A very special thank you to Dawn Jordan for doing a great job at the Columbus Tailgate Market on Saturday. Dawn shared her pressure canning and poultry expertise with market customers as part of the Discover You Can grant.
A lot of people are intimidated by pressure canning, but the experience seems worthwhile. Dawn slow roasted four chickens to yield six quarts of meat and one quart of broth. At market, Dawn sampled turkey that was pressure canned two years ago. Now, it is easy enough to open the can of turkey, combine with a mirepoix, noodles, and cook to make an easy turkey soup.
Thanks to Dawn for her canning inspiration! For more on pressure canning chicken, Ball has some great information: http://www.freshpreserving.com/recipes/chicken-boned
‘Farmland’ is a movie dedicated to younger farmers running their farms and ranches. Sponsored by the Polk County Farm Bureau, this is a different look at farms.
We will update with more details as we get them but be prepared for the showings on August 25th!
ATTRA has a website with mountains of information for small ruminant producers. Powerpoint presentations, white papers, manuals, FAQs, and more. This is a great resource for those with sheep and goats – peruse when you get a chance.
Go to Small Ruminant Toolbox
There are some lovely photos from Debbie Roos of Cooperative Extension fame at her website, Growing Small Farms, here are a couple of the pictures but click here to see many more.
If you find yourself in the Piedmont, she hosts monthly tours of the garden and you can find those dates on her website.
The Ag Center has been proud to host a used cooking oil collection unit for almost a year now. Please remember to bring any used cooking oils that you can over to the Ag Center to the lower parking lot.
Here are some reminders of what cannot go in the bin from Blue Ridge BioFuels:
- Grease trap waste
- Hydrogenated Oils (lard or shortening)
- Large volumes of animal fat (small volumes ok)
- Food Solids
- Motor Oil, Chemicals, Paints
Find out more about Blue Ridge Biofuels.
I have had the pleasure of meeting Chef Richard Ruben and discussing with him the fine art of cooking which directly preceded having the sudden realization of how terrible I am at cooking. What gets me very excited though is that Richard is willing and wanting to share his knowledge of cooking, preserving, and making the most of our meals.
Tomorrow he will be at the Columbus Farmers’ Market and will lead a guided tour of the market starting at 9 am, looking at fresh produce and expanding the possibilities of how that food can be prepared. In talking with him he opens up another level of cooking that oftentimes can seem unattainable. More Alton Brown and less Wolfgang Puck.
Richard is also the author of The Farmers Market Cookbook which can be purchased online at Amazon
Richard will also be kicking off the Farm Class Series for the Ag Center on Thursday, September 18th from 6 to 8pm. The class is Puttn’ Up, a chef’s guide to learn new preservation techniques. Participants will make and take: Smoky Pickled Okra, Minted Beets, Summer Savory Salt, Sugared Apples, & Tarragon Red Wine Vinegar. Sign up information will be on the Polk County’s Farm website so hurry as only 14 slots are available.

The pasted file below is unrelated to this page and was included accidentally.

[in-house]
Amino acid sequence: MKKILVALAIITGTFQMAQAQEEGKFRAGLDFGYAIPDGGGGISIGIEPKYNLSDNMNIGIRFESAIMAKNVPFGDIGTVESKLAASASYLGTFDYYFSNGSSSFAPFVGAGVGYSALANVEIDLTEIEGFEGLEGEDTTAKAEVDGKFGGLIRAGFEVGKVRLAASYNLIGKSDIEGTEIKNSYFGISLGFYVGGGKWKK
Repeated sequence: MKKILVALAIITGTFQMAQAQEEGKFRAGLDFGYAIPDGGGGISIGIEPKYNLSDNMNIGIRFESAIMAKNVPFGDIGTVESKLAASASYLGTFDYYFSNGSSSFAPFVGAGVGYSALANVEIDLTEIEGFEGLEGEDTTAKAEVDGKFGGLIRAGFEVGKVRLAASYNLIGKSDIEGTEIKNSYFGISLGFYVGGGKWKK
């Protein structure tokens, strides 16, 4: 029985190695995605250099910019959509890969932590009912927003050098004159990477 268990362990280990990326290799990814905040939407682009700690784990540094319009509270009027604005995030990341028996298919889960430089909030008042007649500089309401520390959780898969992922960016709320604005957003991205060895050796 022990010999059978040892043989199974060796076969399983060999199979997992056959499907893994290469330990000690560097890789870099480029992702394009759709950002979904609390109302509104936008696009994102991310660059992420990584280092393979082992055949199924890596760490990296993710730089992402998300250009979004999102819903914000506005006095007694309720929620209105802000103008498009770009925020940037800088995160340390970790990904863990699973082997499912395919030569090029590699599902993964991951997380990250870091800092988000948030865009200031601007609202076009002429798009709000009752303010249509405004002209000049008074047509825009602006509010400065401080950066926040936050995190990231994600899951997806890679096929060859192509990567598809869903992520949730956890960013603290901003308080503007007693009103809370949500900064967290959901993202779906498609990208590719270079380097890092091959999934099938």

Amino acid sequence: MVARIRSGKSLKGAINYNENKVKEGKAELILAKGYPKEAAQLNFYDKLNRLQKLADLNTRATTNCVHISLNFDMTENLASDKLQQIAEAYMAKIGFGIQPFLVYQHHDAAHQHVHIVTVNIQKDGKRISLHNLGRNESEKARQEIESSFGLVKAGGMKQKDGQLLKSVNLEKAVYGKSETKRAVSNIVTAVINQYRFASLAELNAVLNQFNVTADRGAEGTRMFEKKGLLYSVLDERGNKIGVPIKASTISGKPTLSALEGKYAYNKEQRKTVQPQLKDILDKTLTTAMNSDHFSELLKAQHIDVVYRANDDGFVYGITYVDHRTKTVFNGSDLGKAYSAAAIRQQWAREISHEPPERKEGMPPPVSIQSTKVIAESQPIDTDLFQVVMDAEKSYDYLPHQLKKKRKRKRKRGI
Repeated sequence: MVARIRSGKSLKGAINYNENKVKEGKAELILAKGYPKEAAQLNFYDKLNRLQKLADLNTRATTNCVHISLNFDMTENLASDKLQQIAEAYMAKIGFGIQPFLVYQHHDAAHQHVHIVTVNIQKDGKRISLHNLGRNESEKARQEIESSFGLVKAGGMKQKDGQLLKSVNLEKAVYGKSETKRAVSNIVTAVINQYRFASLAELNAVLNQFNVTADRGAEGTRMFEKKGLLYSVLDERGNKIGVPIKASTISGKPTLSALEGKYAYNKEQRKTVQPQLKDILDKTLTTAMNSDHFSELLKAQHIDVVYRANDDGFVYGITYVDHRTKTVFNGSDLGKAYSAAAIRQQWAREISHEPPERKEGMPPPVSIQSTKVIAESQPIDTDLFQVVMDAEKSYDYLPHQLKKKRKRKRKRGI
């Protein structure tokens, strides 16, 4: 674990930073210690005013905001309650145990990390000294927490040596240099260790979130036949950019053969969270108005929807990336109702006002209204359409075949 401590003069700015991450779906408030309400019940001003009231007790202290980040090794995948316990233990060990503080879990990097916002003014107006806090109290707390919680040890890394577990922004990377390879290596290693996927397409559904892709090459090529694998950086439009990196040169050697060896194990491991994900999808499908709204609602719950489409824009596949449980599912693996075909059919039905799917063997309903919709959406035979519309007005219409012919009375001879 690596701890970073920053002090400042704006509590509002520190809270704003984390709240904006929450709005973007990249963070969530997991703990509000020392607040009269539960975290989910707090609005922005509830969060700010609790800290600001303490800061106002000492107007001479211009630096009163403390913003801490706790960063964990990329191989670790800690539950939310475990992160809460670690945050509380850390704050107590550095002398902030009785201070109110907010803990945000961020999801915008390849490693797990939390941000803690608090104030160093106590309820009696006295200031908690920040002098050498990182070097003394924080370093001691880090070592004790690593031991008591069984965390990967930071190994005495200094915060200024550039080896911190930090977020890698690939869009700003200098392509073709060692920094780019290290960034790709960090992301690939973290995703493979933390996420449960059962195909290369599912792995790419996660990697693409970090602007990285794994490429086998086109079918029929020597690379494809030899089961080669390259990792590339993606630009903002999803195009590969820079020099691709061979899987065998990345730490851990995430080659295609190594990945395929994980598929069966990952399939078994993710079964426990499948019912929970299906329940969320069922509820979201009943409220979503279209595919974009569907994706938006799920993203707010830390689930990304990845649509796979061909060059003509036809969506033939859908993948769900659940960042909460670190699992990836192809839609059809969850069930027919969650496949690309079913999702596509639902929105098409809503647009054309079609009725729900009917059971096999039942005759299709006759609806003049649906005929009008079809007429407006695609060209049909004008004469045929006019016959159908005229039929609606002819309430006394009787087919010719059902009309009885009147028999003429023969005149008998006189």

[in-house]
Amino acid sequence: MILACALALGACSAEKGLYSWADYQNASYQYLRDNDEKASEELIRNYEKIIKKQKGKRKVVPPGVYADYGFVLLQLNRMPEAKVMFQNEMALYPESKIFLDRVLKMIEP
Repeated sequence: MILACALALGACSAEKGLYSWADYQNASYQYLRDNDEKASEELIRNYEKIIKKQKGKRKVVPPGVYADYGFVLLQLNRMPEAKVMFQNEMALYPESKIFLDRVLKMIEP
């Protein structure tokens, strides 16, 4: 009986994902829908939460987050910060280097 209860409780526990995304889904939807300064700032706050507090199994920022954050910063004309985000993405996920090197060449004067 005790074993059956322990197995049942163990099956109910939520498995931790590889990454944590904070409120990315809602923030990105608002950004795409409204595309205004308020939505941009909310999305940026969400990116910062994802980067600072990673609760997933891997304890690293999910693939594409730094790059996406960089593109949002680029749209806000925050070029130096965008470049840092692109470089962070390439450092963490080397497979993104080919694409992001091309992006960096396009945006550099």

The first video in this series is about 12 minutes long and is enjoyable to watch and learn a few things about food security and our future. Local foods play an important part in this role, check out all the videos below at:
From the New York Times comes a news article discussing that many new farmers are working other jobs and unable to get to the next step of being a full time farmer. What do you think?
NEW HAVEN — AT a farm-to-table dinner recently, I sat huddled in a corner with some other farmers, out of earshot of the foodies happily eating kale and freshly shucked oysters. We were comparing business models and profit margins, and it quickly became clear that all of us were working in the red.
The dirty secret of the food movement is that the much-celebrated small-scale farmer isn’t making a living. After the tools are put away, we head out to second and third jobs to keep our farms afloat. Ninety-one percent of all farm households rely on multiple sources of income. Health care, paying for our kids’ college, preparing for retirement? Not happening. With the overwhelming majority of American farmers operating at a loss — the median farm income was negative $1,453 in 2012 — farmers can barely keep the chickens fed and the lights on.
Others of us rely almost entirely on Department of Agriculture or foundation grants, not retail sales, to generate farm income. And young farmers, unable to afford land, are increasingly forced into neo-feudal relationships, working the fields of wealthy landowners. Little wonder the median age for farmers and ranchers is now 56.
Read the rest here.
Check out the link below for more information about this problem and some great close up pictures to help identify if this is a problem occurring with you.
CFSA recently launched a series of videos to supplement the “Good Agricultural Practices for Small and Diversified Farms: Tips and Strategies to Reduce Risk and Pass an Audit” manual. This video series continues to document real-world examples of how small, diversified farms can employ these tips and strategies to meet GAP certification requirements. We hope you find this video series useful, and be on the lookout for future GAPS workshops throughout the Carolinas.